Dr Philip Powell, Research Fellow in the Institute for Economic Analysis of Decision-making (InstEAD) gave evidence to an inquiry examining the ‘impact of cyberbullying on social media on children and young people’s mental health’ convened by The Children’s Society and Young Minds.

Philip was part a panel that was made up of experts from academia, technology and online safety and children and education specialists who gave evidence to a committee chaired by Alex Chalk, MP for Cheltenham.

He provided expert opinion on the definitions and nature of cyberbullying; the current academic evidence supporting a directional link between increased cyberbullying and negative mental health outcomes, over and above traditional (offline) victimisation; and the role social media has in these processes.

The findings from the inquiry will be published in a report in 2018, which will contain policy recommendations on what more industry should be doing to tackle cyberbullying on social media sites and its associations with mental health.

Dr Powell was invited to give evidence following research that he and a team of Sheffield researchers found that children who spend more time social networking online feel less happy with a number of different aspects of their lives, and that this effect was worse for those who reported having been bullied.

Find out more about the cyberbullying inquiry

 

InstEAD affiliate Aki Tsuchiya, with input from InstEAD Research Fellow Philip Powell and the Government Work and Health Unit’s Mark Langdon, has led a novel knowledge exchange project into public preferences for access to cognitive behavioural therapy (CBT) by employment status, funded by the University of Sheffield Social Sciences Partnerships, Impact and Knowledge Exchange (SSPIKE) Knowledge Exchange and Impact Opportunities Scheme (KEIO).

The work utilises stated preference methodology to provide estimates of public preferences for access to CBT in terms of degree of preference asymmetry in favour of the employed or unemployed and degree of preference for equality of access for equal medical need. This knowledge will help organisations, such as the Work and Health Unit, to better understand what members of the public support in terms of the allocation of services.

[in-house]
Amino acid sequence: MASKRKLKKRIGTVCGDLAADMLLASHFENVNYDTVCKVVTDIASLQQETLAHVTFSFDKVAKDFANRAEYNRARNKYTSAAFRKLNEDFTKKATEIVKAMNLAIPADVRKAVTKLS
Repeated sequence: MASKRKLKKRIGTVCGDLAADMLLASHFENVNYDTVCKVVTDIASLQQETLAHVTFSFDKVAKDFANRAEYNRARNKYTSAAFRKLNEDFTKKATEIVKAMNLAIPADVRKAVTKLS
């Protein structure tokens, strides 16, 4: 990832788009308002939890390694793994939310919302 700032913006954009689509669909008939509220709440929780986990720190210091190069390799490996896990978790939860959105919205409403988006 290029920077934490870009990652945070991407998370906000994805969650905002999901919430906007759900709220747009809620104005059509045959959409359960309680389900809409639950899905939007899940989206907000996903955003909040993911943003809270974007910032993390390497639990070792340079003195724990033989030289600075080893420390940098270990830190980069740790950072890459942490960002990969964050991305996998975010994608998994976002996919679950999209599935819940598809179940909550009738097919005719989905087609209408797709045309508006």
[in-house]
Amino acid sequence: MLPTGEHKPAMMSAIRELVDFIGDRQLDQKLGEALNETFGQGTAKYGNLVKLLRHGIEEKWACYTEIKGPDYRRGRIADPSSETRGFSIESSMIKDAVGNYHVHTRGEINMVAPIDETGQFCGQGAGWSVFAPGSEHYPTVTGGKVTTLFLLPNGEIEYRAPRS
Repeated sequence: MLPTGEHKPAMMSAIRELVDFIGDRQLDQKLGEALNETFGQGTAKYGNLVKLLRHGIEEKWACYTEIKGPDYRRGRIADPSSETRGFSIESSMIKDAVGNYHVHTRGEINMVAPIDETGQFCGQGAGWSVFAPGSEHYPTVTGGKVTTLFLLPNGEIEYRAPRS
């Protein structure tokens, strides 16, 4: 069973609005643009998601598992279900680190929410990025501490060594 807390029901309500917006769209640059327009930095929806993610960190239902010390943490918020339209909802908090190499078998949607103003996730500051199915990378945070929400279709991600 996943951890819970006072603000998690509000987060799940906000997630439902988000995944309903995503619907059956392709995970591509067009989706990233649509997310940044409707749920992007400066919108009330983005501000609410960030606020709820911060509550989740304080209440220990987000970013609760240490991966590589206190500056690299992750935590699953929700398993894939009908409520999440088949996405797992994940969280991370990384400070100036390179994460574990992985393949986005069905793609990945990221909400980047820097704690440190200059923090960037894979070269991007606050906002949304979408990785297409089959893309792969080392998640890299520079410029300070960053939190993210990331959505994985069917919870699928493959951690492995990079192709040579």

The work has been presented to the Work and Health Unit, Caxton House, London on 4th May 2017, the Health Economists’ Study Group (HESG) Summer Meeting, University of Aberdeen, 28-30th June 2017, and most recently as a Sheffield Solutions seminar at the Department for Work and Pensions, Rockingham House, Sheffield on 27 July 2017.

 

 

InstEAD researchers and affiliates presented work at the annual Understanding Society Scientific Conference at the University of Essex, 11-13th July 2017.

Emily McDool presented the paper ‘Social Media Use and Children’s Wellbeing’, co-authored with Philip Powell, Jennifer Roberts, and Karl Taylor.

Karl Taylor presented the paper ‘Saving Behaviour, Expectations and Future Financial Hardship’, co-authored with Sarah Brown.

Mark Bryan is a co-author on the paper ‘Employment to Unemployment Transitions and Wellbeing – Unpacking Gender Differences’ presented by Alita Nandi as part of their work for the What Works Centre for Wellbeing.

 

InstEAD affiliate Daniel Gray presented work at the 31st Annual Conference of the European Society for Population Economics (ESPE), held at the University of Strathclyde, Glasgow, 14-17th June 2017. Daniel presented the paper ‘Saving Behaviour and Biomarkers: A High-Dimensional Bayesian Analysis of British Panel Data’, co-authored with Sarah Brown and Jennifer Roberts.

 

InstEAD affiliate Steven McIntosh gave recent seminars at the Economic and Social Research Institute, Dublin on the 11th May 2017 and Queen’s Management School, Queen’s University, Belfast on the 12th May 2017 on ‘Vocational Skills, Polarisation and Job Progression from Entry-Level Jobs’. Steven also presented his work at the Department for Education on the 20th June 2017, presenting the paper ‘Reconciling Estimated Returns to Vocational Qualifications Obtained Using Survey and Admin Data’.